Conformance means actually setting up procedures that reduce operating errors and that allow rapid response to changing market needs and conditions. Perceived quality is a concept of relativity--relative to a competitor's performance and relative to the correspondent's expectation of what your performance should be. Managing perceived quality requires surveying your customers about their perceptions and also requires formal monitoring of the service offered by competitors.

The potential rewards of providing superior service are considerable. They include greater correspondent loyalty, increased pricing latitude, lower marketing costs, increased volume from existing customers and improved market position and share. Clearly, large dividends can be reaped from instituting a formal program for improving the quality of service offered to correspondents.

Putting it all together

The plan to become "number one" in the eyes of your correspondent requires a systematic review and updating of all aspects of your service package. That includes how you measure up in the following areas: pricing, servicing, funding, product array, staffing, underwriting and customer support.

The staff member closest to the issues and in the best position to manage the assessment of service quality is the head of correspondent banking. The argument that a correspondent is more than a source of production; it is a separate business--is an argument with merit. Most aspects of the correspondent relationship are tied to the fundamental business of the wholesaler, but the relationship does contain its own unique properties. The product line offered to correspondents may differ from that offered through retail production. Certainly, product pricing is unique. The correspondent has its own set of customer sales and service needs. The competitors the wholesaler faces are unique to that line of business. Even the measures of performance, control and compensation may be specialized and differ from the other sources of production within the firm.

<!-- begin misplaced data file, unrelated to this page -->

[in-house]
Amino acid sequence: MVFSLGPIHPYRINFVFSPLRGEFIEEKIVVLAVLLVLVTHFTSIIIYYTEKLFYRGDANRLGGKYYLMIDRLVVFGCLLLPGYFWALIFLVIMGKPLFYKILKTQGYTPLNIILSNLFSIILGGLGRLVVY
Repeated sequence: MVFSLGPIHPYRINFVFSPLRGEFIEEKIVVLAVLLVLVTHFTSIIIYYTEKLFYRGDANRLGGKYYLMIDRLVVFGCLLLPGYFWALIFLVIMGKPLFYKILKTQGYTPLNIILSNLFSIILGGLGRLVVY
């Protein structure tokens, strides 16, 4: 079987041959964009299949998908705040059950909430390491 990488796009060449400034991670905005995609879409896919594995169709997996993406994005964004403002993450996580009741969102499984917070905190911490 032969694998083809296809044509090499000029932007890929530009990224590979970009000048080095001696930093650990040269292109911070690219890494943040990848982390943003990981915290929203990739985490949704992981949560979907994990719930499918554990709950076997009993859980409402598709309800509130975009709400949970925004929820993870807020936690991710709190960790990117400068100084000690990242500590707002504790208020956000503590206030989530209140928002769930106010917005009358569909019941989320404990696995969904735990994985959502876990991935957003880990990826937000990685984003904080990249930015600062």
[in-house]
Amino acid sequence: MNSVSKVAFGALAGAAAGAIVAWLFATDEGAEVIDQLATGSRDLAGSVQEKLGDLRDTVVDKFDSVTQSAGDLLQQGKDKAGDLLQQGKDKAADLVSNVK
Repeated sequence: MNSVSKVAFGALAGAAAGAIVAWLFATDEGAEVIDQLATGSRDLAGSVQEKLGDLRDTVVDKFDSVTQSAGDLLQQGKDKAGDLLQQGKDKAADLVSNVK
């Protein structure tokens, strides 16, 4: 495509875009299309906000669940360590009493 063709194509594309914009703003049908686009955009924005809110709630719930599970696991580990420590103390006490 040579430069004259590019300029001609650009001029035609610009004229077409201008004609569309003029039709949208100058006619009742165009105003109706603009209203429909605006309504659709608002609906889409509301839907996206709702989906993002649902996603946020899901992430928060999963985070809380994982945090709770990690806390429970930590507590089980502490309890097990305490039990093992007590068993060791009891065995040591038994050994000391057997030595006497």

The head of correspondent banking is really the president of a distinct line of business. They need the budget and management authority to make decisions rapidly that benefit that unique segment of the business. The primary connection between wholesale and the rest of the company is through secondary marketing. One way to conceive of this relationship is to think of secondary marketing as the primary buyer of product from the correspondent business. If a correspondent is unhappy with the price or terms offered by marketing, is there a compelling reason why the head of the correspondent program should be barred from selling directly into the secondary market?

The measure of success, ultimately, is the total profitability of this line of business, as well as the entire firm. Some mortgage companies charge back marketing losses to the correspondent business, but do not give that sector credit for marketing profits. Such practices blur the real performance of the wholesale business.

After reviewing the unique management terrain of the wholesale business, one thing becomes clear. The crucial element of an effective management philosophy lies in giving the head of correspondent banking authority over the service mix offered wholesale customers. In a business as competitive as this is, giving the manager closest to the customer ample rein is the most viable route to becoming number one. [Chart 1 to 3 Omitted]

Jeff Lebowitz is president of Strategic Systems Partners, business and marketing consultants to the mortgage industry.
COPYRIGHT 1990 Mortgage Bankers Association of America
No portion of this article can be reproduced without the express written permission from the copyright holder.
Copyright 1990 Gale, Cengage Learning. All rights reserved.

Article Details
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Author:Lebowitz, Jeff
Publication:Mortgage Banking
Article Type:Cover Story
Date:Aug 1, 1990